Price competitiveness of an online vendor in comparison to other online vendors should promote Internet purchases. Previous research suggests that the Internet provides consumers with information that allows for price comparisons (Zellweger 1997). Alba et al (1997) states that the Internet increases price comparisons and intensifies competition among the online vendors who try to attract potential buyers.

H1c: The greater the perceived price competitiveness of Web vendors compared to other vendors, the greater the likelihood of electronic exchange.

Finally, the wealth of useful information that is readily provided on the Internet by a vendor is likely to enhance electronic transactions (Zellweger 1997). Zellweger (1997, p. 13) states that buyers become extremely frustrated “especially when pages contain irrelevant information.”Luedi (1997 p.22) argues that successful Internet marketers should “attract and retain consumers by providing personalized and compelling content coupled with a sense of community relevant to them.” This suggests that buying might be the result of encouraging browsers to repeat visit the site. Consumers might consider richness of information as a vendor-specific characteristic. This information may in itself be a reason to return to that vendor. Further, with technologies like personalization used in conjunction with detailed product information, the switching costs of moving to another vendor are increased after the first positive shopping experience at the vendor. Therefore, it is proposed that:

H1d: The greater the perceived usefulness of information of Web vendors compared to other vendors, the greater the likelihood of electronic exchange.

Perceived Security of Transactions and Concern for Privacy

One of the most important and pressing concerns for businesses on to the Internet deals with the level of security in transactions. Many companies are going online, not because of strategic reasons, but due to strong lobbies that push for such an interface with the outside ‘computer’ world. Most current commercial Web Pages provide consumers with various options to place orders for the products advertised. These include addresses, toll-free numbers, and in many cases, a provision for sending credit card information. Unscrupulous use of such sensitive information cannot be ruled out. Despite advances in Internet security mechanisms like SHTTP, cryptography, and authentication, customers are still concerned about using an impersonal transaction medium for secure transactions. Online retailers have to make concerted efforts to allay these fears by offering clear guidelines to consumers on their online security and privacy policies, limits of consumer liability in the case of fraudulent transactions, and offer alternate payment mechanisms through toll-free phone numbers, customer representatives, etc. if necessary. Still, perceptions of unsatisfactory security on the Internet is one of the primary reasons hindering online purchasing (Zellweger 1997; Communications of the ACM, April 1999, p.80).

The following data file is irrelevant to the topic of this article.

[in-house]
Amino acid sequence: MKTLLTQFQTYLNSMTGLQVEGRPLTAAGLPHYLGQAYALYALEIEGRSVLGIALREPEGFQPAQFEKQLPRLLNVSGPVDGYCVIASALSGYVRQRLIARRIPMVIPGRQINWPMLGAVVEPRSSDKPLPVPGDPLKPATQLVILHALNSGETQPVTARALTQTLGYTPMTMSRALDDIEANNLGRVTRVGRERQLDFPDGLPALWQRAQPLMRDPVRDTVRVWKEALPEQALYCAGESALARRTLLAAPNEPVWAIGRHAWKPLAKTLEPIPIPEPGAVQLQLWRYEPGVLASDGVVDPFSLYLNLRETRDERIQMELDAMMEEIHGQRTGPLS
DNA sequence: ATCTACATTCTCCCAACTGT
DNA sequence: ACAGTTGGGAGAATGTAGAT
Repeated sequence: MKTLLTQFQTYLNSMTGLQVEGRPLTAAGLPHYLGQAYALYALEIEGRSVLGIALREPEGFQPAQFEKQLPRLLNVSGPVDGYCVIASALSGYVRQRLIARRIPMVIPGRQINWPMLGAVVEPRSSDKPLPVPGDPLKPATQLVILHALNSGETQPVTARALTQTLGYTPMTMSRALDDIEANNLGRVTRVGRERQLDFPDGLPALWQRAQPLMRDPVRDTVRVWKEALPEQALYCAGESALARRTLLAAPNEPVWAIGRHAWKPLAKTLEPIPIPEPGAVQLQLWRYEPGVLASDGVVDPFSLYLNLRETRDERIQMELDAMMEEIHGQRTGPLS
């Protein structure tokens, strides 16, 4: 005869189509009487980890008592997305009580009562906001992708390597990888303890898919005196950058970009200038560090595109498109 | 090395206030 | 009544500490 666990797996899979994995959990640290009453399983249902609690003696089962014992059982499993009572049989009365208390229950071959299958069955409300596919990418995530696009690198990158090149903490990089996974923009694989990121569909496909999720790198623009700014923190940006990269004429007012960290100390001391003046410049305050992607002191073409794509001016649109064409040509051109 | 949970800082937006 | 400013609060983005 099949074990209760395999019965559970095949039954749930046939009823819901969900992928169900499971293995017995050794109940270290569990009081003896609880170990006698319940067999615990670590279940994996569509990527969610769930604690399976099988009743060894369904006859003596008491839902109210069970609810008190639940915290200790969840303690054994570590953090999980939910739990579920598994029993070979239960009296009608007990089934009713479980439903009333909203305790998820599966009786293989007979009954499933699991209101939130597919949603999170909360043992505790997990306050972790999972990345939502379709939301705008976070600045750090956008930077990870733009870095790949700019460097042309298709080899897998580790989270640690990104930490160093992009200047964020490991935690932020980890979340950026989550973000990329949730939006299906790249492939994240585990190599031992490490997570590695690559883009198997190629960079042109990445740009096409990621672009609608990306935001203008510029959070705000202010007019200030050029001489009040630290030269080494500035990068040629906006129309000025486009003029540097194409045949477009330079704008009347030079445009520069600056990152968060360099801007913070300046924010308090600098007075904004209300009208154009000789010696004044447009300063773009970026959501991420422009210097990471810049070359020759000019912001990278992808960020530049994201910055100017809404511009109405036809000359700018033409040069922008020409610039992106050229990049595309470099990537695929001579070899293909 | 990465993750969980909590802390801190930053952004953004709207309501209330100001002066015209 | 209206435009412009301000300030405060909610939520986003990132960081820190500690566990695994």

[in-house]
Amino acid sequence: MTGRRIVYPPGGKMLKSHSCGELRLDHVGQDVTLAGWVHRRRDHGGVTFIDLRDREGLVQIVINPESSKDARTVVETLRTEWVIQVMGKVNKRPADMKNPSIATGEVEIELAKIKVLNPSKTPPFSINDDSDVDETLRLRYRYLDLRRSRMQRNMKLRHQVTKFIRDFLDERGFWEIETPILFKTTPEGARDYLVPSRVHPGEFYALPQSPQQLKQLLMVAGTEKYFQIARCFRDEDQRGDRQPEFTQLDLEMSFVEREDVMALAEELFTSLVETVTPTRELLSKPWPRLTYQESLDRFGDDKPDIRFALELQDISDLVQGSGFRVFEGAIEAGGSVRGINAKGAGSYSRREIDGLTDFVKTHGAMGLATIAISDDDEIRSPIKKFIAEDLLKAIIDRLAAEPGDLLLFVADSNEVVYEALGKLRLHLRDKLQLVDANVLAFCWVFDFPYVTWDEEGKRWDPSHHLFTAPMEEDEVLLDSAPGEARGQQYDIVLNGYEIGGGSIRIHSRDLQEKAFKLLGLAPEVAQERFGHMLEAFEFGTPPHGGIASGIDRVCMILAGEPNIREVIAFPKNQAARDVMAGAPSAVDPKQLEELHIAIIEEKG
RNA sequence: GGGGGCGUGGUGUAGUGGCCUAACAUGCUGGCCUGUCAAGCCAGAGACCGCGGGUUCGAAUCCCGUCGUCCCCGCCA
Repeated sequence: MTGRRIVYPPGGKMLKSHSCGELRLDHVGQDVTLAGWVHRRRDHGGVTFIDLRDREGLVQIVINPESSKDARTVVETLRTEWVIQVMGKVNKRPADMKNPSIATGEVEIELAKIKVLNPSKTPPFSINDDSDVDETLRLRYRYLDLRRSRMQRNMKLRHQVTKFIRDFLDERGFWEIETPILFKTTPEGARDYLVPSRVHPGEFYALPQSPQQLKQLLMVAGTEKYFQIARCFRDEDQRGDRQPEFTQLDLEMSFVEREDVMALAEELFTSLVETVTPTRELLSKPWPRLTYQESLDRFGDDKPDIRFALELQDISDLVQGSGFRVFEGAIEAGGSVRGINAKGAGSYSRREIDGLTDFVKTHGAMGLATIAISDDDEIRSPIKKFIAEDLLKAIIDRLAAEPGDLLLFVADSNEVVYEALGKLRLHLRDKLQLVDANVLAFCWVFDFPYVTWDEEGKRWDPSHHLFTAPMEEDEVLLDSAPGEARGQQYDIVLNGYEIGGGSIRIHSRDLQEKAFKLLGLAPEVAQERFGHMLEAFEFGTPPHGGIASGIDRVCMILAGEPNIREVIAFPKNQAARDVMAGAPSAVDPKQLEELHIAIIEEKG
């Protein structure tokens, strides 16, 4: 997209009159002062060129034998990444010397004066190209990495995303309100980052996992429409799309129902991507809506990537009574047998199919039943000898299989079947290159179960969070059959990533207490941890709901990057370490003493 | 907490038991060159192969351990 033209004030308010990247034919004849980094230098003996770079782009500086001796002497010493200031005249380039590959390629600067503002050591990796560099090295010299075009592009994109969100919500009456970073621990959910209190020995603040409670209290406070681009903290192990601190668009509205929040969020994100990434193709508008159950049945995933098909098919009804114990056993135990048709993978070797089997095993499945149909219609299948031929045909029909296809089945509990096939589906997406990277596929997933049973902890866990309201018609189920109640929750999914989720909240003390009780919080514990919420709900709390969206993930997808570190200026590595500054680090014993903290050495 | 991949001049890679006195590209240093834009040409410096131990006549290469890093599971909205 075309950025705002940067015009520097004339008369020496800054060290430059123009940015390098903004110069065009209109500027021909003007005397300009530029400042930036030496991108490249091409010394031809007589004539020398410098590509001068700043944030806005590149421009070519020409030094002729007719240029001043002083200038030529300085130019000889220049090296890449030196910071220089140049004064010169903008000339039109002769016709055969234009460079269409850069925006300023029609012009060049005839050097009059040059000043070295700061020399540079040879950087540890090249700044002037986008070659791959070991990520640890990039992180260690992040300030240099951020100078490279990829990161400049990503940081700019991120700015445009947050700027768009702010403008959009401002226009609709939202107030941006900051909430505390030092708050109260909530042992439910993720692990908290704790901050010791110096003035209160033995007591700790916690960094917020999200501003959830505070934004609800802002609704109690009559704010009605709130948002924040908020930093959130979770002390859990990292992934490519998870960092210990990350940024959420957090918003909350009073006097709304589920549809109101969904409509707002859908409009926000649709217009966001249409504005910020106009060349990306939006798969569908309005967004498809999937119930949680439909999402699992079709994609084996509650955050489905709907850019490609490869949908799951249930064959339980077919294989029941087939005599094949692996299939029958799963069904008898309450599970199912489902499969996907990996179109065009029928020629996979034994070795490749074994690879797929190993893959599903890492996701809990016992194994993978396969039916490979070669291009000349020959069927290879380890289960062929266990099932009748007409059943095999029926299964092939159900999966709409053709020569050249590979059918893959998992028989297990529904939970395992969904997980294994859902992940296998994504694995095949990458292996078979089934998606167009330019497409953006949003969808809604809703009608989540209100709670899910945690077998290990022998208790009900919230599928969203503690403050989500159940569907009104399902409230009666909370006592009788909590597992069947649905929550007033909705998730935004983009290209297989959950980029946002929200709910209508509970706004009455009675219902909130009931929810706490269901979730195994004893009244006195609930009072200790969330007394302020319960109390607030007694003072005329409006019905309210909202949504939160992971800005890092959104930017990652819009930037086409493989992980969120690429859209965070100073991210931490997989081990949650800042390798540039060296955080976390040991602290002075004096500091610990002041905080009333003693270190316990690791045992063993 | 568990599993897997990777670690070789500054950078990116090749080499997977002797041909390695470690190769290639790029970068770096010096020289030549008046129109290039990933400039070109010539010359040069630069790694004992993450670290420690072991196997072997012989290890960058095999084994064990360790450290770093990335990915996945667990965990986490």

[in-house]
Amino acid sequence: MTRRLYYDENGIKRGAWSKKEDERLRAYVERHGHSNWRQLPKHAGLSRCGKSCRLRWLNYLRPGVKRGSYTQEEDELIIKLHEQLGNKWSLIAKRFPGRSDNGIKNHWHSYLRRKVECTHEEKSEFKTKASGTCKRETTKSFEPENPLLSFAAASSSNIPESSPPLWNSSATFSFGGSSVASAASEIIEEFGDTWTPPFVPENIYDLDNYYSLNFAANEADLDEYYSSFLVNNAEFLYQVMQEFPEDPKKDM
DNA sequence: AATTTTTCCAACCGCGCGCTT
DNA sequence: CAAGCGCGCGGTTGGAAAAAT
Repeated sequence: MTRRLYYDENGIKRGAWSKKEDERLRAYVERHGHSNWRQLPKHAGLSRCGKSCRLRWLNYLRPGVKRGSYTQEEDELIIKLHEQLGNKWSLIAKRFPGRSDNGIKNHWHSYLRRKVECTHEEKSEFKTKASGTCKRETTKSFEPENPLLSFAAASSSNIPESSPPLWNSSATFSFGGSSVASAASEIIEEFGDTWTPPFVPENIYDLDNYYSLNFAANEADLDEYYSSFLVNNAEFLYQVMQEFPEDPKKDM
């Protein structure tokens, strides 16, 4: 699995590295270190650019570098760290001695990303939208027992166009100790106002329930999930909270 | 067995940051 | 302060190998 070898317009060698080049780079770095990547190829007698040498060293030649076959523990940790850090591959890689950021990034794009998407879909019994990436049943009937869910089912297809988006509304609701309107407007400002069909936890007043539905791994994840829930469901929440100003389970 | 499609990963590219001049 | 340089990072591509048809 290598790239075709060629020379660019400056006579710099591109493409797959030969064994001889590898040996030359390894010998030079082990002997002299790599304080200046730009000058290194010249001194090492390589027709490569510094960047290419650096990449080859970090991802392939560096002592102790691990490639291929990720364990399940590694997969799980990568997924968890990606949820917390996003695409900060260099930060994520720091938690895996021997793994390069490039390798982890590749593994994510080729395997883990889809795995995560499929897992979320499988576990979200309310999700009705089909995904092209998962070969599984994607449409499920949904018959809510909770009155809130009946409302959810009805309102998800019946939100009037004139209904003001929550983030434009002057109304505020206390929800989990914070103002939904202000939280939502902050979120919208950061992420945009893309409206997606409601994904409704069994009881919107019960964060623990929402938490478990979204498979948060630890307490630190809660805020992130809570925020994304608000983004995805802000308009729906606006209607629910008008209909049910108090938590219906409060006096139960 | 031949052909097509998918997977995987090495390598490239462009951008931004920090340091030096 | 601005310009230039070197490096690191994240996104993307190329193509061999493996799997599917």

Risk is faced by individuals when a decision, action or behavior leads to different outcomes (Bem 1980). When an individual's action produces social and economic consequences that cannot be estimated with certainty, the individual encounters risk (Zinkhan and Karande 1991). Risk relates to situations or problems (Bem 1980; Dowling 1986), overall product categories or brands (Dowling and Staelin 1994) or persons' attitude to risk (Zinkhan and Karande 1991). In our context, two types of risk are especially relevant:(1) person's overall risk taking propensity and (2) the perceived risk of online transactions. The perceived security of online transactions varies based on the specific payment procedure. For instance, the perceived security of giving credit card information directly over the Web is likely to be different from the risk of setting up a third party account and using that account number in transactions.